I’d probably mock this a bit more if Snooki, JWoww and The Situation hadn’t already gotten book deals. I mean, those guys make Canseco seem like F. Scott Fitzgerald:
Unlike in 2005 and 2008 – when his books “Juiced” and “Vindicated” named baseball stars in the same sentence with PED use – Canseco, who has recently taken to Twitter to his spread his message and pitch his wares, says book No. 3 will be an honest look at how telling the truth cost him his livelihood.
“Basically the name of the book is, ‘The Truth Hurts.’ It destroyed my life,” Canseco told the Daily News Tuesday. “It’s completely accurate, of course. I only write books that depict truthful things.”
I feel bad that Jose Canseco is miserable, but really, what did he think would happen when he decided to expose Major League Baseball and so many of its marquee stars? That they’d embrace him and give him a job and stuff? Jose Canseco complaining about being blackballed and financially ruined by baseball is like Upton Sinclair complaining about how he can’t get that gig down at the meatpacking plant.
In a perfect world, the messenger is never killed. But we don’t live in a perfect world. And Canseco doesn’t live in the real world.
Padres’ outfielder Alex Dickerson won’t see PETCO Park anytime soon — at least, not as its starting left fielder. The 27-year-old was diagnosed with a bulging disc in his lower back prior to the start of the 2017 season, and hasn’t made any kind of substantial progress in the months since. According to Dennis Lin of the San Diego Union-Tribune, he suffered a setback in his recovery process last week and is set to undergo a season-ending discectomy next Wednesday.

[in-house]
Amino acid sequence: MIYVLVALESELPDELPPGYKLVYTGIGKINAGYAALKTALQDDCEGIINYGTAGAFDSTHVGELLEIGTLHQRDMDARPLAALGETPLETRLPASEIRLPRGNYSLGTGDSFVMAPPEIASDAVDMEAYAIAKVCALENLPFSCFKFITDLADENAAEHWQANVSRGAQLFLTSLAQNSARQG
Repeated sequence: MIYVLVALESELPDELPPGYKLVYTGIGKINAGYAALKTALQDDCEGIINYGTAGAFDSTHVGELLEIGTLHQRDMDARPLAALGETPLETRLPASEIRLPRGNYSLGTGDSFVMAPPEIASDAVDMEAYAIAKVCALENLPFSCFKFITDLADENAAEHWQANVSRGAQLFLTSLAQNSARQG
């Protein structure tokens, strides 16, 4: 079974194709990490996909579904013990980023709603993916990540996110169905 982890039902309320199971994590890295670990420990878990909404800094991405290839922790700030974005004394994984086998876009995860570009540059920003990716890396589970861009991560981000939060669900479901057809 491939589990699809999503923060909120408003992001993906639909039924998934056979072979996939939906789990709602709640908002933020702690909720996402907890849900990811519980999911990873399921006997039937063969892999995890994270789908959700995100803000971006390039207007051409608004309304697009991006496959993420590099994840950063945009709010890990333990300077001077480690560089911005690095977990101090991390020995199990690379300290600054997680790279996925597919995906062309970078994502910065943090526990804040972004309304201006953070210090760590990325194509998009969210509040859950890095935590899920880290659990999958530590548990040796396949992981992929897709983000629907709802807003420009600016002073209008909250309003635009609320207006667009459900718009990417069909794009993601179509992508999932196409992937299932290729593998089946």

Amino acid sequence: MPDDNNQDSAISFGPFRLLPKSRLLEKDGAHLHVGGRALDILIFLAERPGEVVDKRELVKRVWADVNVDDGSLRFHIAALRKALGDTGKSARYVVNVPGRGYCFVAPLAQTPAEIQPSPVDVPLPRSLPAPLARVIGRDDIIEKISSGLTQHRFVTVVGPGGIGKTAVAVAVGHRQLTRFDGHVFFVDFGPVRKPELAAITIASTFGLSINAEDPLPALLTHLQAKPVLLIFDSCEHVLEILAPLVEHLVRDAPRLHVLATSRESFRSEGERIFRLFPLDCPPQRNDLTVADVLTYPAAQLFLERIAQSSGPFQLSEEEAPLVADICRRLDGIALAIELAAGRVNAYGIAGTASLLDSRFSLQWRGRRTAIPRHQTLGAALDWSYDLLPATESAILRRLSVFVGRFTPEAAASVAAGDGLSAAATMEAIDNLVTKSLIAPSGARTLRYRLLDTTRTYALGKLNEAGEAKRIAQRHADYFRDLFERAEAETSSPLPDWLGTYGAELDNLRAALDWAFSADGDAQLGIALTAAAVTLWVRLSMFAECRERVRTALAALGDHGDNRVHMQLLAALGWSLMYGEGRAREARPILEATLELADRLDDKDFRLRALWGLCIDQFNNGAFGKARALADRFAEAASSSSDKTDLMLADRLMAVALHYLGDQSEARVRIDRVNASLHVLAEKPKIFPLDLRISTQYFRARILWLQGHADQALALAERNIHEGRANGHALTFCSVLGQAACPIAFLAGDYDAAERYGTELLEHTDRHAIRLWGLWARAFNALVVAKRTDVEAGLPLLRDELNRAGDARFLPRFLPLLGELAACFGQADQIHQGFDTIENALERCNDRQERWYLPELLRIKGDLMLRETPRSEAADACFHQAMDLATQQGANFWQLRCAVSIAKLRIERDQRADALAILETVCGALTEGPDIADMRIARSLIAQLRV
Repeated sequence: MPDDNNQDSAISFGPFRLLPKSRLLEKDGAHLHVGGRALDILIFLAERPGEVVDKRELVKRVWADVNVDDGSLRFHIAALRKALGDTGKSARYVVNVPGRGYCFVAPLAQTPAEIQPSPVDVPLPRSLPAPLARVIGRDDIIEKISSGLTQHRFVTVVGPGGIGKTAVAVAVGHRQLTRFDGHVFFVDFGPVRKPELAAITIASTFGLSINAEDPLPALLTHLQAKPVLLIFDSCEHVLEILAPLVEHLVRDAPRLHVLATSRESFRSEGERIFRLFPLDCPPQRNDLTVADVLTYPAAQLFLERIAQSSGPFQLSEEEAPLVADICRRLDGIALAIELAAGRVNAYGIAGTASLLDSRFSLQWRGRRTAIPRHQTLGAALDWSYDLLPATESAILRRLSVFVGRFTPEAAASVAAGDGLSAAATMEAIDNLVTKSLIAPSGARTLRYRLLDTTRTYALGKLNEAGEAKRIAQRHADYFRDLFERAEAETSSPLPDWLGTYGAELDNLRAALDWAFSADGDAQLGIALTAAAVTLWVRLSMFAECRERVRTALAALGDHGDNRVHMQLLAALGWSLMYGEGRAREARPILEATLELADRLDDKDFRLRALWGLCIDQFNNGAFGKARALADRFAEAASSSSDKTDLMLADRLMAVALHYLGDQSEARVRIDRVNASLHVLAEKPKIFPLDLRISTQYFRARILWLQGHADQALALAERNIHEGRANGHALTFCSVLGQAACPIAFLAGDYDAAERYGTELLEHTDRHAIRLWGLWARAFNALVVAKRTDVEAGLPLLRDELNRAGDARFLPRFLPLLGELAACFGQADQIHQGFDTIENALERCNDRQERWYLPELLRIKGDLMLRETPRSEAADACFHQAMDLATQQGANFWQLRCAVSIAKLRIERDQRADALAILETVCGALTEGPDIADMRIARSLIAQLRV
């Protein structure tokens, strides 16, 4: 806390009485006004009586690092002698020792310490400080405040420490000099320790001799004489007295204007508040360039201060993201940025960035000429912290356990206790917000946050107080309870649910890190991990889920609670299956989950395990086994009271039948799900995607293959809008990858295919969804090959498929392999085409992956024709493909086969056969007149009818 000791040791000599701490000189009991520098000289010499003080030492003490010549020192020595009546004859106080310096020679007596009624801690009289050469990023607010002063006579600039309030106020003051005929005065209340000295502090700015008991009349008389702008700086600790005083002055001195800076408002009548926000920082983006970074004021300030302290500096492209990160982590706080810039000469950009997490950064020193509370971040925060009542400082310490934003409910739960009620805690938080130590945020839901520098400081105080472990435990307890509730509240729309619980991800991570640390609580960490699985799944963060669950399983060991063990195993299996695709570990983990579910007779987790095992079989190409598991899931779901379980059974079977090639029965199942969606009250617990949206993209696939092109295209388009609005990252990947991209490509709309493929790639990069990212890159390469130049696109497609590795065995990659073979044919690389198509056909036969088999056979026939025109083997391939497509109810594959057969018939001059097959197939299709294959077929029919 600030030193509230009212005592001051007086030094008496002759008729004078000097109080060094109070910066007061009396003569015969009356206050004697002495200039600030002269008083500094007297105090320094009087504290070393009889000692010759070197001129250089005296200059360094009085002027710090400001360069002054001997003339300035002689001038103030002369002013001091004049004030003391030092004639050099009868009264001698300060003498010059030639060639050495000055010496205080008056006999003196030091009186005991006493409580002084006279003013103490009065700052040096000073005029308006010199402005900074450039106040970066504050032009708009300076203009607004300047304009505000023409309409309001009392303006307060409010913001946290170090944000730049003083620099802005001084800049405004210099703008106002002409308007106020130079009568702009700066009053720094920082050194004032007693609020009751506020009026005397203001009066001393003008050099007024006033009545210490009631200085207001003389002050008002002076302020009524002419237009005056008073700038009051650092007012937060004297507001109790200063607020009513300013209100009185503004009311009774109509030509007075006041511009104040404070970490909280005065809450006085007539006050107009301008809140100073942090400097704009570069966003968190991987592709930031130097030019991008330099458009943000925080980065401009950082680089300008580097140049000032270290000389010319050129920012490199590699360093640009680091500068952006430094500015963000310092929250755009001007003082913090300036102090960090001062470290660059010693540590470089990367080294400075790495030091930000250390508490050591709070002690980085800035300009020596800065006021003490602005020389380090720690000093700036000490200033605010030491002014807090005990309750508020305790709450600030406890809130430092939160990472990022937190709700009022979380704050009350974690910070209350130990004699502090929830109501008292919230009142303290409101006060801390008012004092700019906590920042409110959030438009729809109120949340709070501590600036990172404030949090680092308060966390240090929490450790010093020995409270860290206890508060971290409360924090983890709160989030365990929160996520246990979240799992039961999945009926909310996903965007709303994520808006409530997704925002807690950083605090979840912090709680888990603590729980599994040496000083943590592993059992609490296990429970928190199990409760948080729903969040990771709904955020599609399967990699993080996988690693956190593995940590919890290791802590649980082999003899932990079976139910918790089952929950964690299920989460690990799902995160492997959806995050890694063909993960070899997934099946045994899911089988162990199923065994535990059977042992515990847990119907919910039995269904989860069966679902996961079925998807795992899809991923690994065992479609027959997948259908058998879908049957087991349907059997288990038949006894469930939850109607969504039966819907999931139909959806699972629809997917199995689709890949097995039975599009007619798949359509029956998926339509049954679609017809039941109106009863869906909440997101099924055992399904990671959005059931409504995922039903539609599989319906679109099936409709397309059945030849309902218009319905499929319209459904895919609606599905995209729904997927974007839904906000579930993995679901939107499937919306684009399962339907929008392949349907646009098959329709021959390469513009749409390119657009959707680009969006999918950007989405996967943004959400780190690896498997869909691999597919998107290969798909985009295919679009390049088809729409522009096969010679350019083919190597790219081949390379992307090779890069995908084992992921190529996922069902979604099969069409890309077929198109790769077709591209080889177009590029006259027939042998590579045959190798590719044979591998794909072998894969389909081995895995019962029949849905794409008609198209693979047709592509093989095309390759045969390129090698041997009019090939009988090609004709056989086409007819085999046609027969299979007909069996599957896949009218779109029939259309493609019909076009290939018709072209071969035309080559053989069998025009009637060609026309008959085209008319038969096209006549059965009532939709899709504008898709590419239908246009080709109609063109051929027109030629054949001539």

Over 285 plate appearances, Dickerson batted .257/.333/.455 with 10 home runs and a .788 OPS for the Padres in 2016. He missed several days with a right hip contusion last July, but hasn’t experienced any substantial health problems since undergoing surgery in 2014 to repair a torn ligament in his left ankle.
The expected recovery period for lower back surgery is 3-4 months, according to Lin, which puts Dickerson’s estimated return just a few days before the end of the regular season. The Padres aren’t scraping the bottom of the NL West, but their 29-44 record doesn’t bode well for a postseason run this year. Assuming Dickerson rehabs his back in a timely manner, he should be in fine form to enter the competition for left field next spring.
Hanley Ramirez played a pivotal role during the Red Sox’ 9-4 win over the Angels on Friday night, crushing a two-run homer off of Alex Meyer to bring the Sox up to a four-run lead in the fourth inning.
Well, crushed might be the wrong word. The ball cleared the right field fence with a mere 350 feet, landing just beyond Pesky’s Pole to bring Ramirez’s career home run total to an even 250.
According to the ESPN Home Run Tracker, Ramirez’s milestone blast wasn’t the shortest home run of the year — not by a long shot. That distinction currently belongs to Rays’ outfielder Corey Dickerson, who skimmed the left field fence at Rogers Centre with a 326-foot homer back in April.